Friday, April 01, 2011

U.S. Traffic Deaths Lowest Since 1949


WASHINGTON -- "Americans spend more time behind the wheel of their cars than they ever have, but deaths from traffic accidents fell last year to levels not seen in more than 60 years, according to new information released Friday by the National Highway Traffic Safety Administration (NHTSA).

The NHTSA estimated that 32,788 people died in accidents in the US, down by three percent from 2009 and hitting the lowest level since 1949 (see top chart). The agency estimated that Americans drove three trillion miles in 2010, up by more than 21 billion from 2009. Yet, the death rate per 100 million miles traveled dropped to 1.09 in 2010, down 25 percent from 2005 (see bottom chart)."

20 Comments:

At 4/01/2011 1:31 PM, Blogger Jason said...

Given the extraordinary costs put into vehicles to achieve this, we should expect nothing less.

 
At 4/01/2011 1:59 PM, Blogger Hydra said...

My environmental friends think autos don't pay their full costs, and we should shift to some kind of mileage tax.

This would reduce miles driven, and therefore reduce traffic deaths even more, they argue.

 
At 4/01/2011 2:15 PM, Blogger Rufus II said...

They're just trying to replace the lost gasoline tax revenue from vehicles with higher MPG.

 
At 4/01/2011 2:15 PM, Blogger Matt said...

Please correct me if I'm missing something, but even more extraordinary is factoring in the multi-million MORE drivers on the road now compared to 1949. Good find, Mark.

 
At 4/01/2011 5:26 PM, Blogger Dr. T said...

Four reasons for recent drops in deaths per million miles drive:

1. Many people drive bigger vehicles such as SUVs.

2. More safety features: side air bags, antilock brakes, traction control, all wheel drive, etc.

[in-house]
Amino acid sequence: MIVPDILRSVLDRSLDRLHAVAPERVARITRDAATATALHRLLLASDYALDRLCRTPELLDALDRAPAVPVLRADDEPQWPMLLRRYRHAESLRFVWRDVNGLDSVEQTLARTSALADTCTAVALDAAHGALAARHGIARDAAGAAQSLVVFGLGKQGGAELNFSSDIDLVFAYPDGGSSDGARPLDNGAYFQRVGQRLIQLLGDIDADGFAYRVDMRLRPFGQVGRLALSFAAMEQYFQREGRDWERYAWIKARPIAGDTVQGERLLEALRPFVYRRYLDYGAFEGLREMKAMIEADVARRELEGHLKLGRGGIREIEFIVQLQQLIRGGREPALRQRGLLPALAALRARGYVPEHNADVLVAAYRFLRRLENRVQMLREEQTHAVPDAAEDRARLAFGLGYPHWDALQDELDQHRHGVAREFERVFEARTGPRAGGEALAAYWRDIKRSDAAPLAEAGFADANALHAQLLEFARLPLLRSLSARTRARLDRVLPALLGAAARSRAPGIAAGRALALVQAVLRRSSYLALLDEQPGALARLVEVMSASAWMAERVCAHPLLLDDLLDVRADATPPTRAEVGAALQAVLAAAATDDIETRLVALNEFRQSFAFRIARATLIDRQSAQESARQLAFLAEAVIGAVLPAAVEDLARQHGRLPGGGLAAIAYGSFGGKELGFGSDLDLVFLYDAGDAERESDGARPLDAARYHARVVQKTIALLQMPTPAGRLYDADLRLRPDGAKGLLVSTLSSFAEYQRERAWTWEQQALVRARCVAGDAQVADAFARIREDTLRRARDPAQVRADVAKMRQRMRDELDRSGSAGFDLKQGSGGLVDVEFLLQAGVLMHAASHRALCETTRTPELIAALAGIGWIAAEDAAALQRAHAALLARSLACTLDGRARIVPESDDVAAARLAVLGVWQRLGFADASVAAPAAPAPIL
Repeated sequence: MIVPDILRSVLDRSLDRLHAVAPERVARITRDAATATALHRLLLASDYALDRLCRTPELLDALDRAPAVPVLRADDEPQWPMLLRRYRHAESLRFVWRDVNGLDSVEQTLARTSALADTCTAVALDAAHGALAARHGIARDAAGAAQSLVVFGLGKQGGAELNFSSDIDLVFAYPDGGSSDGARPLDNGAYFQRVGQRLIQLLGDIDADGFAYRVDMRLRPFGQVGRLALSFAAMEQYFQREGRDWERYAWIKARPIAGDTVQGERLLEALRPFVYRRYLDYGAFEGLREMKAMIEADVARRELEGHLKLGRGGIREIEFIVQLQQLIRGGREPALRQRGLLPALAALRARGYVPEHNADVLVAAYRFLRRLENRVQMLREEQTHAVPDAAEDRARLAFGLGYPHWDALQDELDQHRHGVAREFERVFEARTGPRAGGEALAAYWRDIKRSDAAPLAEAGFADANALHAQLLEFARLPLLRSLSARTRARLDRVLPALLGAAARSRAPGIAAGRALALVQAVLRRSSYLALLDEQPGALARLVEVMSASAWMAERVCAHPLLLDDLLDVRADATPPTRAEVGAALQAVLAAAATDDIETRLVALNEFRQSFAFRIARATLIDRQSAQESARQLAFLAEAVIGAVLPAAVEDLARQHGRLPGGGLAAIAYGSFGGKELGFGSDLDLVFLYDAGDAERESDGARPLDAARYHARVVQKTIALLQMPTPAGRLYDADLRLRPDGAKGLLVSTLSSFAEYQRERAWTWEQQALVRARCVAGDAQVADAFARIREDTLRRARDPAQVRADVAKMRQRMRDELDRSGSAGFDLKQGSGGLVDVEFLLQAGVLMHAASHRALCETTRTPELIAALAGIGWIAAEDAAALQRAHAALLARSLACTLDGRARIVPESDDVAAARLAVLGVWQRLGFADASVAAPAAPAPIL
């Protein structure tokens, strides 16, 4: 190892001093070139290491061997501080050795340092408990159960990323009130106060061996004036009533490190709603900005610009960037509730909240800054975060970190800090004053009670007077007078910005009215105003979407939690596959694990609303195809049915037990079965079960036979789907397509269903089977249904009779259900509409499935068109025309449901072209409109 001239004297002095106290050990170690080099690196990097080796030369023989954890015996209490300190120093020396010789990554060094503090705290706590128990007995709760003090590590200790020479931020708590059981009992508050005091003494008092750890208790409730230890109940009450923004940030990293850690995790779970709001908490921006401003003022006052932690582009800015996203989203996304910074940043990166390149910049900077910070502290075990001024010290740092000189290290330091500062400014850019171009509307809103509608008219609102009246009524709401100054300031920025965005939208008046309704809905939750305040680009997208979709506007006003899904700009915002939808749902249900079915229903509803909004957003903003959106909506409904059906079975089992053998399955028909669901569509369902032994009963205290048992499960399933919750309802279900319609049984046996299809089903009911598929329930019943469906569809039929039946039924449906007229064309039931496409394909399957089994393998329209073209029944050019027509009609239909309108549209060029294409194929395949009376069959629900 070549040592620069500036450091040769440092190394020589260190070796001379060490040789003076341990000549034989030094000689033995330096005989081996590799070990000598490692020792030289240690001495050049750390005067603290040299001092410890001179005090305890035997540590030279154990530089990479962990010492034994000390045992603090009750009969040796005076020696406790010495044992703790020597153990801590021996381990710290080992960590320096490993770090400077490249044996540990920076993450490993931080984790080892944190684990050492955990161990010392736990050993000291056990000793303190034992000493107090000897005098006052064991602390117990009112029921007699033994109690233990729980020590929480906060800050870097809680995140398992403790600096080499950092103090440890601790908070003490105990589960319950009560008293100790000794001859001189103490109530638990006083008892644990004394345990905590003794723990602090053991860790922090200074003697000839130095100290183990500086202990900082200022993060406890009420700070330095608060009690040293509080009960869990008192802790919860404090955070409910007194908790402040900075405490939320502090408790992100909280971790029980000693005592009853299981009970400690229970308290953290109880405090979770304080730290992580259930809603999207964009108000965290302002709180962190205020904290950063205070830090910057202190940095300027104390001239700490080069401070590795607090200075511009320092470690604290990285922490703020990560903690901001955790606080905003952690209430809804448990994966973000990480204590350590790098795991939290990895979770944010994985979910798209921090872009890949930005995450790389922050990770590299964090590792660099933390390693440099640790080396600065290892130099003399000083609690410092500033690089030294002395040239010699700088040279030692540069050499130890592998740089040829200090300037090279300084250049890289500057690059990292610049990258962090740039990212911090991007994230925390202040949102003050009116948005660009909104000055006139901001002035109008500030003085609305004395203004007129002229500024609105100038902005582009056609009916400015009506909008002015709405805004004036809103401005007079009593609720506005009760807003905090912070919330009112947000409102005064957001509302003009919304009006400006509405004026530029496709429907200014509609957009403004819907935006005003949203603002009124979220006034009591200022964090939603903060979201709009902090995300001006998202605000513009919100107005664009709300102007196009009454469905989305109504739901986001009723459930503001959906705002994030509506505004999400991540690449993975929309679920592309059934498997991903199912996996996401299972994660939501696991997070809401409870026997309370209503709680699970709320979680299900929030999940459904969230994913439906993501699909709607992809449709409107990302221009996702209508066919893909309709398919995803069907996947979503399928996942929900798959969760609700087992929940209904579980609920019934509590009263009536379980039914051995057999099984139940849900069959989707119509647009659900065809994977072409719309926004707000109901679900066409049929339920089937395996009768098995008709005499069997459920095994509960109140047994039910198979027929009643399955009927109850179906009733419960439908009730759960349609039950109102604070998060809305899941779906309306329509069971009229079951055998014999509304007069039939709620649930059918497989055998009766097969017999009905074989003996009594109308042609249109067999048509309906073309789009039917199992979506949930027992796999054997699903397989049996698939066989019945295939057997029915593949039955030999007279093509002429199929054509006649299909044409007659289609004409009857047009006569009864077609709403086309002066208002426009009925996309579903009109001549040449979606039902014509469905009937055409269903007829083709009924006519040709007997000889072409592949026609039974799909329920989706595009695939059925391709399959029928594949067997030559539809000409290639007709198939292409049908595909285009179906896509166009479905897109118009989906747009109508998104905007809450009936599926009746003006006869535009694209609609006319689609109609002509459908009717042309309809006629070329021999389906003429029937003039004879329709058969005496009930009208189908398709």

3. The average age of the population is rising, and more experienced drivers are less likely to have accidents.

4. More teens and young adults (the groups with highest rates of vehicle deaths) are in college than ever before. College students drive less than others of the same age.

Factor #1 is changing with more people buying smaller cars. (When a Chevy Volt collides with a Chevy Suburban, the Volt riders are toast.) The downward trend in death rates could become an upward trend if small car sales keep increasing.

 
At 4/01/2011 6:14 PM, Blogger Benjamin said...

Yeah, well just wait unit my wife gets her drivers' license back. These figures could change in a hurry.

BTW, the number of Americans killed every year in auto accidents is 10 times the number terrorists killed in their best year ever, 2001.

 
At 4/01/2011 6:15 PM, Blogger AIG said...

Dr.T, besides #2, I don't think your other factors are very significant. Of course #2 is obvious. #1 is not necessarily true, since more SUVs and such vehicles also means more SUV on SUV crashes. Plus, its not a given than an SUV will cause greater fatalities on smaller cars, or that most fatalities are the result of car on car crashes. #3 and 4 are also unlikely to be true. Far more teens drive today than before, and there's no reason to believe college students drive less than their counterparts. Most likely, people are getting accustomed to regular driving at much earlier ages than before, and therefore the population is becoming better drivers overall.

Hydra, tell your environmental friends how they feel about bicycles paying per mile of road usage as well.

 
At 4/01/2011 6:17 PM, Blogger AIG said...